Archive for the ‘KDE’ Category
I have upgraded my laptop(Kubuntu 8.10) to KDE 4.2. And all is well. The laptop did not, I repeat, did not explode. As a matter of fact, its been on KDE 4.2 for the last whole week – I never got to write anything about it because of my busy schedule. For the rest of the article, I have to write ‘KDE 4.2′ lots of time. To save some time, I am going to short it to 42. Seems appropriate. So when ever you see ’42′, mentally replace it with ‘KDE 4.2′
42 looks good. And by ‘looks good’ I don’t mean all those fancy effects. I mean it’s usable – unlike its 4.x predecessors. You can actually get things done on it. You don’t have to hit save every other second because you know that the inevitable crash is just around the corner. 42 fixes most of the glaring errors in the earlier releases.
And it does look good – yes, visually this time. They really got into gradients and shadows in this release. Lots of fancy effects as well. Some of them are actually useful, to my surprise. Usually, I just ignore the shiny things – but the ‘Present Windows’ mode have changed my mind. It is a effect that actually has a use. To enable it, go to System Settings > Desktop > Desktop Effects. Now set the ‘Effect for Switching Windows’ to Present Windows.
For all you screenshot fans, here is a nice one…
Still, I have some complaints…
- Command Widget
- I want a input area in my panel that can be used to execute commands. The new Run dialog is useless for this purpose.
- Bookmark Widget
- In the old KDE, there was an option to add the Konqueror bookmarks to the panel – this was very, very useful for me. I cannot find this in the new version.
I am not really worried about these – I am sure the KDE team will add these soon. If they fail, there is always KDE-Look.org. If they don’t have one, well, I could always write one myself. Tinkerability is one of the main reason I love FOSS!
There is still a few bugs left – and for some reason, most of the bugs I notice seems to be in the panel side.
I have two panels – the bottom(with taskbar, system tray, pager, etc) and top panel(clock, quick launch, etc). Unfortunately, my top panel is having a lot of troubles. I cannot position the icons correctly – some widgets(like clock, quick launch, etc.) try to take up way more space that they actually need.
Also the folder view desktop mode seems to have a problem remembering the icon positions.
Again, not too worried – nothing big enough to cause me any trouble.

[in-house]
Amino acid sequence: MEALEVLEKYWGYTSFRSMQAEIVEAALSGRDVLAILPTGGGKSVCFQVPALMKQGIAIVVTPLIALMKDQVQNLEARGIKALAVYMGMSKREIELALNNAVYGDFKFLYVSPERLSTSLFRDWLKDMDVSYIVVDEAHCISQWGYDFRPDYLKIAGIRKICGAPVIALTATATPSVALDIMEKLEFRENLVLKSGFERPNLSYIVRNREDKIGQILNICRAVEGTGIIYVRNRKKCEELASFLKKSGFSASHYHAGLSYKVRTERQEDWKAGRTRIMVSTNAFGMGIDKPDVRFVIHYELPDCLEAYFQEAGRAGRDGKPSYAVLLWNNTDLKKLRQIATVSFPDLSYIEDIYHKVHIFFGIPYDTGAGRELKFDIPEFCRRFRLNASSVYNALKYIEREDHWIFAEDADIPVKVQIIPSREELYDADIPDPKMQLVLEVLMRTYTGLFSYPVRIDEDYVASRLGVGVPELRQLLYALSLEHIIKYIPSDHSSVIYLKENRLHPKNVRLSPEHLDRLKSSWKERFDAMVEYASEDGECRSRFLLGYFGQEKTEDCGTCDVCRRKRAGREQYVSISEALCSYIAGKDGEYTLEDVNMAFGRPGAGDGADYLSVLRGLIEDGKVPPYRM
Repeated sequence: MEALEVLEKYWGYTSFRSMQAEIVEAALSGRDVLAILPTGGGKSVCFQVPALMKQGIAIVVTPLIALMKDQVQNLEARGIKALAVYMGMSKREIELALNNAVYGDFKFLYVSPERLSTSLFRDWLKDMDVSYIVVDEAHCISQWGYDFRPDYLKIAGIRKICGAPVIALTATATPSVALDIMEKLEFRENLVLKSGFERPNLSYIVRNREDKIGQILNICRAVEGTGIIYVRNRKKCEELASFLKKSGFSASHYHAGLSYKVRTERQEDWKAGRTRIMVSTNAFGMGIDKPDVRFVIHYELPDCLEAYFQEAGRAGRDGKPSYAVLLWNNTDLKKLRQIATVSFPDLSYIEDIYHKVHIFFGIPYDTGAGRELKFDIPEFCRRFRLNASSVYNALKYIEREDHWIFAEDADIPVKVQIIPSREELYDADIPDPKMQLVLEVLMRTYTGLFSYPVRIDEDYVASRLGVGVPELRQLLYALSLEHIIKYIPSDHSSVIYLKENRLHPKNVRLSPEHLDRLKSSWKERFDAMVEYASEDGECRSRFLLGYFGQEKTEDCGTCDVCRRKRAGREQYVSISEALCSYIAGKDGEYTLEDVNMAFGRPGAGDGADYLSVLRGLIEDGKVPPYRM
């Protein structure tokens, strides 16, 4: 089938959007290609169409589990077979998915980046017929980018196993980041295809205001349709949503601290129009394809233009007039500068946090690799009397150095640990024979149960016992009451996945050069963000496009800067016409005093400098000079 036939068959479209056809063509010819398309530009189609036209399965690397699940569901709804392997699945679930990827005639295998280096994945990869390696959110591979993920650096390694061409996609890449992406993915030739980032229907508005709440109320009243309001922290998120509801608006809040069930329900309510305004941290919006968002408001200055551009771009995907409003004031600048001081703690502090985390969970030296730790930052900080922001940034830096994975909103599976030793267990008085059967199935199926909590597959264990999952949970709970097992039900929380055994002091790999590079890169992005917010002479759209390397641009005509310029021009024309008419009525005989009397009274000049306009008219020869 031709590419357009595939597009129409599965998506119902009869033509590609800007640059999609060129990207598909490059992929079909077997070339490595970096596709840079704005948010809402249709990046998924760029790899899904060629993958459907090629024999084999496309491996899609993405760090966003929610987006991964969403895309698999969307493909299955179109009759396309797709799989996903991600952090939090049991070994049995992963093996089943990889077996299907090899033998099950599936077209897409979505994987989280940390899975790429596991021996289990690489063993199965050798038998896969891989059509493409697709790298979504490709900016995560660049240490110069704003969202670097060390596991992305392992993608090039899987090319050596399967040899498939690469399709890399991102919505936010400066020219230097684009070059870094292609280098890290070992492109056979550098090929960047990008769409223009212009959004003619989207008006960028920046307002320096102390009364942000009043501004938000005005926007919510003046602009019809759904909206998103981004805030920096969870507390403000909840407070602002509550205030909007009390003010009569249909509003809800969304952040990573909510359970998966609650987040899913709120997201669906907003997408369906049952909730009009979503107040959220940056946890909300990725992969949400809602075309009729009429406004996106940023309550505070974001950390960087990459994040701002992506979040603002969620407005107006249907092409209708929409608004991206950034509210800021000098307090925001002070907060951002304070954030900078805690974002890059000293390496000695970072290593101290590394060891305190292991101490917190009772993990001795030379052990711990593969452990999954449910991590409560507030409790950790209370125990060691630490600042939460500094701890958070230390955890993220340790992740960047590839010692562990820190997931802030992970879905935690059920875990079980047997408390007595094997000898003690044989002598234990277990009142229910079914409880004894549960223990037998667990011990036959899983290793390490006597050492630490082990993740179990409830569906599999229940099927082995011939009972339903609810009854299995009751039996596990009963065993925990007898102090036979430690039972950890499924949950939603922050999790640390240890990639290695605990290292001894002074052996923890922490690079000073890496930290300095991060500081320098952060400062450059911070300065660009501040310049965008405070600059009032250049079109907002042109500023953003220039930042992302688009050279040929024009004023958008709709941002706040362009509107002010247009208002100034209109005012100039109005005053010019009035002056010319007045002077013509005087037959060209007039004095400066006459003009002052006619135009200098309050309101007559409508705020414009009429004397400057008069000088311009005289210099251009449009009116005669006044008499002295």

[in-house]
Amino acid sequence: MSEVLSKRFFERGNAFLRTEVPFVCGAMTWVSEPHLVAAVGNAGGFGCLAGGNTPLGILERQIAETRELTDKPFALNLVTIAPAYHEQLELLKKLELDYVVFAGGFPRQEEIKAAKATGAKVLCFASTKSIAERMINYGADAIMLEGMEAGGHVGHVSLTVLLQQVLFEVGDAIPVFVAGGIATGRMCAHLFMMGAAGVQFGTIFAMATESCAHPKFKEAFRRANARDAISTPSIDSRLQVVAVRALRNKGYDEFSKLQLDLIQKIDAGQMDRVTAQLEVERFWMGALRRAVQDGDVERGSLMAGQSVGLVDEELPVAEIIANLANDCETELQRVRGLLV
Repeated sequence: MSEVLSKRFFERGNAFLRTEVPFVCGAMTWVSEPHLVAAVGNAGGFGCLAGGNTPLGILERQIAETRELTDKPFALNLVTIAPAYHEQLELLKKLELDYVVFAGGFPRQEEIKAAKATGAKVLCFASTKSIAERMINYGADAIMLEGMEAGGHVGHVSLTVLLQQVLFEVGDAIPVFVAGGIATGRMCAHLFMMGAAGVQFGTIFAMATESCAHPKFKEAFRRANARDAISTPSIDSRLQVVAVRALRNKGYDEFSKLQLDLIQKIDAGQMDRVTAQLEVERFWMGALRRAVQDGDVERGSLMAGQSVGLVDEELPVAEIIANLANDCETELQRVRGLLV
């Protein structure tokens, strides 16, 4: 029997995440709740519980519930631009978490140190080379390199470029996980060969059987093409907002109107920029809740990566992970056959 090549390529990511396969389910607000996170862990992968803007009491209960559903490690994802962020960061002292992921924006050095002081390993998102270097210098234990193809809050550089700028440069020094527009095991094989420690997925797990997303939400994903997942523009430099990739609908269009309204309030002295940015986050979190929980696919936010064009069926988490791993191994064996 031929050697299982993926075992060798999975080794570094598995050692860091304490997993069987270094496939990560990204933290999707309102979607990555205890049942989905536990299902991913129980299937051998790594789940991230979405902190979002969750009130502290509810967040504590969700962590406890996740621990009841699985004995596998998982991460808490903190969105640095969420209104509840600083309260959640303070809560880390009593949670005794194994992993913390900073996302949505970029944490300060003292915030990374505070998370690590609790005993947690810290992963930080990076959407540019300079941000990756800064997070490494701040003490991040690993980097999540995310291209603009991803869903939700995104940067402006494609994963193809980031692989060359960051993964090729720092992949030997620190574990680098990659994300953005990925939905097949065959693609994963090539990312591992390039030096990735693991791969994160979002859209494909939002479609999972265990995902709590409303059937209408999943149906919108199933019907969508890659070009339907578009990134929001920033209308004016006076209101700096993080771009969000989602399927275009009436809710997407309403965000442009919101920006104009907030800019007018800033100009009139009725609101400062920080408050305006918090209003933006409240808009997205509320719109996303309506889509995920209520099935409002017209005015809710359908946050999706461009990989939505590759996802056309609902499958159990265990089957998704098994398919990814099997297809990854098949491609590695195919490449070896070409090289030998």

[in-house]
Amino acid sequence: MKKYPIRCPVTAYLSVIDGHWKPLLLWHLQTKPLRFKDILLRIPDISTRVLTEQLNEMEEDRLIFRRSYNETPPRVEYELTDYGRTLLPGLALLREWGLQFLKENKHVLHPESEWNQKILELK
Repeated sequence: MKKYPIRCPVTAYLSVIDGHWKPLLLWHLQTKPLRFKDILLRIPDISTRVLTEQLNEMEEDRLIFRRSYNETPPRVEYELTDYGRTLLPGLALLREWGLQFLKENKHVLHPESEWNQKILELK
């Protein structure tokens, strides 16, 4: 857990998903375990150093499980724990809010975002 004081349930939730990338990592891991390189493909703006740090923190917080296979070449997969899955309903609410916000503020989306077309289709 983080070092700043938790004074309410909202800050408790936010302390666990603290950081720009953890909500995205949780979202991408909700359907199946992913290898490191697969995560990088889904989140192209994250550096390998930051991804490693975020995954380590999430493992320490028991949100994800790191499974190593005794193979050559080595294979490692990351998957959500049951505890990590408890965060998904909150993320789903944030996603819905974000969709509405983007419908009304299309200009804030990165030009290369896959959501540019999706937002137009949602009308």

Even though 42 is much more stable than 4 or 4.2 beta(Nightly neon) its still has a long way to go before it can reach the reliability of KDE 3.5. Still, since I am working on a laptop and not on a server, 42 is more than enough.
Anyway, whenever 42 crashes on you, use this mantra, as I do. Just tell yourself…
It could be a lot worse – I could be using Windows
Tags: 42, KDE, kde4, review, shiny, stable
Posted in KDE, Opinion, Reviews, Ubuntu | 9 Comments »
Dvorak is an alternative keyboard layout. Most systems(like 99% of systems) are configured in the Qwerty layout. But some people(like me) have opted for a better layout – Dvorak. Unfortunately, since most people use Qwerty, the support for Dvorak in most OSes/Window Managers leaves a lot to be desired. So I decided to do a comparison of how the major window manages supports Dvorak.
Note: I am biased towards KDE – keep that in mind while going through the article.
The most biggest problem faced by anyone who switches to the Dvorak layout is the shortcuts problem. Basically, most keyboard shortcuts are created with Qwerty users in mind. Think of the most commanly used shortcuts…
- Save – Ctrl+S
- Quit – Ctrl+Q
- Refresh – Ctrl+R
- Find – Ctrl+F
- Copy – Ctrl+C
- Paste – Ctrl+V
- Cut – Ctrl+X
- Undo – Ctrl+Z
All that can be done using the left hand in the Qwerty layout – very useful because the right hand might be on the mouse. Also, after a lot of use, these shortcuts becomes muscle memory – you will be pressing the keys without any searching.
But once you move over to Dvorak, these keys are scattered all over the keyboard – most of them needs both hands to press. But a bigger problem is muscle memory – you will be pressing the Qwerty position for the shortcuts even after you have switched over to Dvorak. For example, the ‘S’ key in Qwerty becomes the ‘O’ key in Dvorak – every time you try to save a file, you will be calling the open function. Very irritating.
In KDE you can solve this problem by remapping the shortcut keys. One great feature of KDE is that you can assign shortcuts to almost anything. And an alternative shortcut is available as well. So for, say, Copy, I have assigned the shortcut ‘Ctrl+C’ and ‘Ctrl+J’(‘C’ key becomes ‘J’ in Dvorak) – so the shortcuts work in Dvorak as well. This makes it easier to switch to Dvorak – but it will take some time to make all the configurations. Another method is to relearn all shortcuts in Dvorak mode – this is what I did eventually.